• Wheat flour properties and end product quality

      Dwyer, Elizabeth; O'Halloran, Grainne R.; Department of Agriculture, Food and the Marine (Teagasc, 1999-01)
      For pizza production, the flour quality values identified for the wheat cultivars, Promessa, Quintus (spring), and Soissons (winter) should be used as guidelines in selecting new cultivars and in the development of flour specifications. Similarly for biscuit production, compositional and rheological data for the cultivars, Riband,Woodstock (soft-milling) and Brigadier (hardmilling) should be used for identifying biscuit flours. The rheological properties of dough (as measured by the alveograph, extensograph and farinograph) did not relate to the baking quality for some wheat cultivars. However the rheological properties of the gel protein prepared from these flours explained their baking quality. The very high elastic moduli of these gels explained the basis of shrinkage of pizza bases produced from Baldus and Lavett flours and biscuits produced from Ritmo flour.
    • Whey protein effects on energy balance link the intestinal mechanisms of energy absorption with adiposity and hypothalamic neuropeptide gene expression

      Nilaweera, Kanishka N.; Cabrera-Rubio, Raul; Speakman, John R.; O'Conor, Paula M.; McAuliffe, AnnMarie; guinane, Catriona M.; Lawton, Elaine; Crispie, Fiona; Aguillera, Monica; Stanley, Maurice; Boscaini, Serena; Joyce, Susan; Melgar, Silvia; Cryan, John F.; Cotter, Paul D.; BBSRC; Science Foundation Ireland; Teagasc; BB/P009875/1; SFI/16/BBSRC/3389 a; SFI/12/RC/2273 (American Physiological Society, 19/06/2017)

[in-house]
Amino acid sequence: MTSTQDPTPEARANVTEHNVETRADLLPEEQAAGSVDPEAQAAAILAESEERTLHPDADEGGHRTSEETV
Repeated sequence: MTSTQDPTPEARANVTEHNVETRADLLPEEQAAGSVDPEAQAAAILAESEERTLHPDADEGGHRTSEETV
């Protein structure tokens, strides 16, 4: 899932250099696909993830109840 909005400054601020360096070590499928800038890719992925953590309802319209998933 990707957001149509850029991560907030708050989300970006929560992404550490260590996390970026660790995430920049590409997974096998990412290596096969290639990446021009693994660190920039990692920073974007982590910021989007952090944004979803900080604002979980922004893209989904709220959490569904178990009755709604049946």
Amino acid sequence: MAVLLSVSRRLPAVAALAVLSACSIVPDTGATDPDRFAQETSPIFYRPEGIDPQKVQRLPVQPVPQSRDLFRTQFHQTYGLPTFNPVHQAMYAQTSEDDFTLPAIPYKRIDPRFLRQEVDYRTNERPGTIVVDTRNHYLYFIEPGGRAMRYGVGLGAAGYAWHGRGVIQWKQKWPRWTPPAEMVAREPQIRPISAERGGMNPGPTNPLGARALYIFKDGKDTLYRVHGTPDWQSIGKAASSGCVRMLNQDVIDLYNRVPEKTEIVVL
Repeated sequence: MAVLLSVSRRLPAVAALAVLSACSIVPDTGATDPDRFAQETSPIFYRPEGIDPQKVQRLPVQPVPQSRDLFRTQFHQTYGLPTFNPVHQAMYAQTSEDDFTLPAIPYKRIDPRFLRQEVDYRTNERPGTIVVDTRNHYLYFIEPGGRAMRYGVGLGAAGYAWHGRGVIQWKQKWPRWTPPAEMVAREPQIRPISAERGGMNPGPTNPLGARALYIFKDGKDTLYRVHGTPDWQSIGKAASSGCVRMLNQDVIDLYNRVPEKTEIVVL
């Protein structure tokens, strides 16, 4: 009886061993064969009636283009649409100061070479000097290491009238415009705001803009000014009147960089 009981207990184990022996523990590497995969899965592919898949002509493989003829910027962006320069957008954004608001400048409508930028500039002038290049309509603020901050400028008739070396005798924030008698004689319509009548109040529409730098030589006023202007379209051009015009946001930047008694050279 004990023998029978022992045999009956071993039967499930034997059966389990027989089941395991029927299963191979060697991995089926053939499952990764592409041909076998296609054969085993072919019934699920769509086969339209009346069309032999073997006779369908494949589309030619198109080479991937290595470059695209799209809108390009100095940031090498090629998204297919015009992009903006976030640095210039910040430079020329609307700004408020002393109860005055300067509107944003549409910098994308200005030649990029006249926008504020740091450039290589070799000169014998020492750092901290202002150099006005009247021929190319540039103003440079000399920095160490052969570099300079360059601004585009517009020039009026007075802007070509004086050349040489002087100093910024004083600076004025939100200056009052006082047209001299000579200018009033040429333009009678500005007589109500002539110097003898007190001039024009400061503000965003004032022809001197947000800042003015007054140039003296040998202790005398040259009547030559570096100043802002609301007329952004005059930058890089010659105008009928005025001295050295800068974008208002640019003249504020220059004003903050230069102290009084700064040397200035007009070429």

We tested the hypothesis that dietary whey protein isolate (WPI) affects the intestinal mechanisms related to energy absorption and that the resulting energy deficit is compensated by changes in energy balance to support growth. C57BL/6 mice were provided a diet enriched with WPI with varied sucrose content, and the impact on energy balance-related parameters was investigated. As part of a high-sucrose diet, WPI reduced the hypothalamic expression of pro-opiomelanocortin gene expression and increased energy intake. The energy expenditure was unaffected, but epididymal weight was reduced, indicating an energy loss. Notably, there was a reduction in the ileum gene expression for amino acid transporter SLC6a19, glucose transporter 2, and fatty acid transporter 4. The composition of the gut microbiota also changed, where Firmicutes were reduced. The above changes indicated reduced energy absorption through the intestine. We propose that this mobilized energy in the adipose tissue and caused hypothalamic changes that increased energy intake, acting to counteract the energy deficit arising in the intestine. Lowering the sucrose content in the WPI diet increased energy expenditure. This further reduced epididymal weight and plasma leptin, whereupon hypothalamic ghrelin gene expression and the intestinal weight were both increased. These data suggest that when the intestine-adipose-hypothalamic pathway is subjected to an additional energy loss (now in the adipose tissue), compensatory changes attempt to assimilate more energy. Notably, WPI and sucrose content interact to enable the component mechanisms of this pathway.